Two races were contested in idyllic conditions: between 12 and 13 knots from the north-east under a bright sun.
'The qualifying rounds have been validated and from Thursday the best 80 boys will race as the Gold Fleet,' enthuses Olivier Grall. At this halfway stage in the competition, with six races completed, there is every reason to expect that six more will be raced by each fleet by the end of the week.
Wednesday's weather was the best since the beginning of the week, even though the wind was more complicated: the gusts were not easy to see and the competitors had to adapt constantly.
Not a good day for Tom Monnet who stumbled right off the u17 boys’ podium, the top position now occupied by Yoav Cohen from Sdot Yam, Israel. Maxim Tokarev from Russia moved up four places into second, sharing equal points with Kensei Ikeda from Japan. With three days left, all to play for.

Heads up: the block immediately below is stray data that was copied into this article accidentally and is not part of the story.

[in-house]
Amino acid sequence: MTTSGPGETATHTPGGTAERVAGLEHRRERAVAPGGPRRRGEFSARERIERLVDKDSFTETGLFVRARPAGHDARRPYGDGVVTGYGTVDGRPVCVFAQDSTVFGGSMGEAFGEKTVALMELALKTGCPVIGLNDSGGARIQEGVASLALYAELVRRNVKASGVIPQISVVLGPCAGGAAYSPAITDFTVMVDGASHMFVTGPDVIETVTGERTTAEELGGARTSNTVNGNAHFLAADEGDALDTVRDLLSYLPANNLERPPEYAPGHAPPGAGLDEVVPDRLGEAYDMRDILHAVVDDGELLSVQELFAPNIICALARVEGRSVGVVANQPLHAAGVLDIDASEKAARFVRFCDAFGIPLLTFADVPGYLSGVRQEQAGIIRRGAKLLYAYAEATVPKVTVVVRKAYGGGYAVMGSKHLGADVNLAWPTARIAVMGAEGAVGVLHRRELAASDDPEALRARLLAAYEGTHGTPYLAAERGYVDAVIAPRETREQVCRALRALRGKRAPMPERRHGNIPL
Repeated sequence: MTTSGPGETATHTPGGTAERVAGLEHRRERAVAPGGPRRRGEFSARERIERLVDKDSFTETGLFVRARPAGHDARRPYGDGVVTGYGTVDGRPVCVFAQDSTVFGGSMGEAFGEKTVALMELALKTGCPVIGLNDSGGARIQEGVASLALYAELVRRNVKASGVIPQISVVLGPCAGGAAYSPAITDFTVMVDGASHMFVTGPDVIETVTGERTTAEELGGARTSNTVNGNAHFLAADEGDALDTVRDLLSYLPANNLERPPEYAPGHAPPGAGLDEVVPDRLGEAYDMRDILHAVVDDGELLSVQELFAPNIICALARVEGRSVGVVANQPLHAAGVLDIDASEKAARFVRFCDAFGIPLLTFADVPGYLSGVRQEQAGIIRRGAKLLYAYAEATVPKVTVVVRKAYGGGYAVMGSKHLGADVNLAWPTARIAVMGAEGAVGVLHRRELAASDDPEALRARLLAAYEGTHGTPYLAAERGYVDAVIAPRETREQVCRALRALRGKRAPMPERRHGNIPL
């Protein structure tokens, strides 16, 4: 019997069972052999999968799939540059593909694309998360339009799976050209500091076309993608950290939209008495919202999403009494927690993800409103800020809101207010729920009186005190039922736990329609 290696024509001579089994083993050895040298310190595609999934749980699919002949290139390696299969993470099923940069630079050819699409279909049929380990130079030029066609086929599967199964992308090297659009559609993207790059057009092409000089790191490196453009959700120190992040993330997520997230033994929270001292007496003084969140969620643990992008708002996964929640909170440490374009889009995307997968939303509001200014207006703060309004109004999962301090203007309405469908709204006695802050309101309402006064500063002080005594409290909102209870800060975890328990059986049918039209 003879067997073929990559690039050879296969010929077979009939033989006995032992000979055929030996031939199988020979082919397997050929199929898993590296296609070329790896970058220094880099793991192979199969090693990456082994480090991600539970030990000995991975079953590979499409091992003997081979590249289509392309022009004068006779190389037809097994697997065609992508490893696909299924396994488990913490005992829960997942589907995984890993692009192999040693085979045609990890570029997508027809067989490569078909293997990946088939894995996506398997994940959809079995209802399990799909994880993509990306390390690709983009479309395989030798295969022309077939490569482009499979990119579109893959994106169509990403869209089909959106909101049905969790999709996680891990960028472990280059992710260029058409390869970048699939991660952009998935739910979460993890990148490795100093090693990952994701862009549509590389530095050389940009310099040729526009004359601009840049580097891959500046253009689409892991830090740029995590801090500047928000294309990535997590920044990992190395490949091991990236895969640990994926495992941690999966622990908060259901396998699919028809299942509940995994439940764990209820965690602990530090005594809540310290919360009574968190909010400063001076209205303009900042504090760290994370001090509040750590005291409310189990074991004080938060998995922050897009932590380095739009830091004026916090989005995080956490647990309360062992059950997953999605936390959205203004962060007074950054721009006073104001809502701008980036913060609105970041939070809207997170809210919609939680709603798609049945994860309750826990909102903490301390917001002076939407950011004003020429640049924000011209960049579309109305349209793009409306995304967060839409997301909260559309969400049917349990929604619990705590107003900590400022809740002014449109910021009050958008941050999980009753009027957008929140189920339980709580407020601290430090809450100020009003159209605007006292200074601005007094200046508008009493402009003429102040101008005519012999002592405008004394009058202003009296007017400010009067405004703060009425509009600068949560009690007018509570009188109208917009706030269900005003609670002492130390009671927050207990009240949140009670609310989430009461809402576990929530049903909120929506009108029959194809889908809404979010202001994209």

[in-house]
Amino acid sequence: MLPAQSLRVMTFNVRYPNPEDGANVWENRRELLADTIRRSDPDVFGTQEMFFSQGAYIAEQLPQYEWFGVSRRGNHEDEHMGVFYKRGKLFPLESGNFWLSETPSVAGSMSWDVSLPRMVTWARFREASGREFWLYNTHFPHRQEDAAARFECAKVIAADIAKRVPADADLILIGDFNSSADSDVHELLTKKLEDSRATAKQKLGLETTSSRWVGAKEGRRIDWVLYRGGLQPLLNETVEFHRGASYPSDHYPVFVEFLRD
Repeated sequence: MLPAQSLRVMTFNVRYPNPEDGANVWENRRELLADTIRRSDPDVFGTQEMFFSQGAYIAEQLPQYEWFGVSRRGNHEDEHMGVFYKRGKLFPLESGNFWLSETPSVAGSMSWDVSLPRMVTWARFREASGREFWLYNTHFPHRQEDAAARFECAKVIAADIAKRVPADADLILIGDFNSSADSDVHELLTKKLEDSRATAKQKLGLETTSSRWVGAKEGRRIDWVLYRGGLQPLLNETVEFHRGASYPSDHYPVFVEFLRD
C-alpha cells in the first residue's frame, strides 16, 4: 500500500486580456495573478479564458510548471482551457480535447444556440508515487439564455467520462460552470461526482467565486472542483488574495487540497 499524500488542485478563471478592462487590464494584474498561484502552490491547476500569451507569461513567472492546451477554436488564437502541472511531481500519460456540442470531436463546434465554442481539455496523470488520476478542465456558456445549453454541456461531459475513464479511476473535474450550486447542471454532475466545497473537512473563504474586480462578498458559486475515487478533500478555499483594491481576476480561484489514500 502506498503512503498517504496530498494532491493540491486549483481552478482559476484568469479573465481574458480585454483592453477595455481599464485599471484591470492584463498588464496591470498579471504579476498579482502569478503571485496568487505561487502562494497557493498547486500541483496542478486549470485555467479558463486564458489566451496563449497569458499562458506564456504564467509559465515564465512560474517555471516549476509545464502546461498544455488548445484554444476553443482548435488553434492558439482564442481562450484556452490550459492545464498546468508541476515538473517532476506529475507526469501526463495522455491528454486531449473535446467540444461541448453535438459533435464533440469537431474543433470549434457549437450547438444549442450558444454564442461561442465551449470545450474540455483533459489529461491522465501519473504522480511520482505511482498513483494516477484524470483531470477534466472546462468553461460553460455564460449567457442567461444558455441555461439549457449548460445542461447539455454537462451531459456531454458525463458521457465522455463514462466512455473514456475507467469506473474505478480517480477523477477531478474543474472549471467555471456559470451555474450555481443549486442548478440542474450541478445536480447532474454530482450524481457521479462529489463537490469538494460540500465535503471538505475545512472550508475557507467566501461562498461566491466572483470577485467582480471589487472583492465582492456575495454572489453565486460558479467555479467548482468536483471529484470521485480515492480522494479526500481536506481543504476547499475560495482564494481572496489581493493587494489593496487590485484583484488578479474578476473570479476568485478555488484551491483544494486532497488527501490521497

u17 girl Lucie Pianazza from Rochelle had won all seven races from the first day. 'The weather Tuesday and Wednesday is what I prefer when there was 12-13 knots. I feel pretty confident because I've won even without wind, that is to say, under conditions where I'm not at my best.'
Over three days, competitors had experienced varied weather conditions, allowing them to test their skills in very different contexts. The fatigue probably showed on their faces and the competition break on day four was probably very welcome.
Fun in the Sun as Lack of Wind Halts Competition!
The event organisers arranged activities ranging from trolley races on land to walking and flying on water.
Teams of two competed in the trolley race to find the fastest pair with one person sitting on the trolley being pushed around the course by their team mate.
The walking and flying on water was a more freestyle activity, achieved by water being pumped through a machine powered by a jetski which lifts the person up.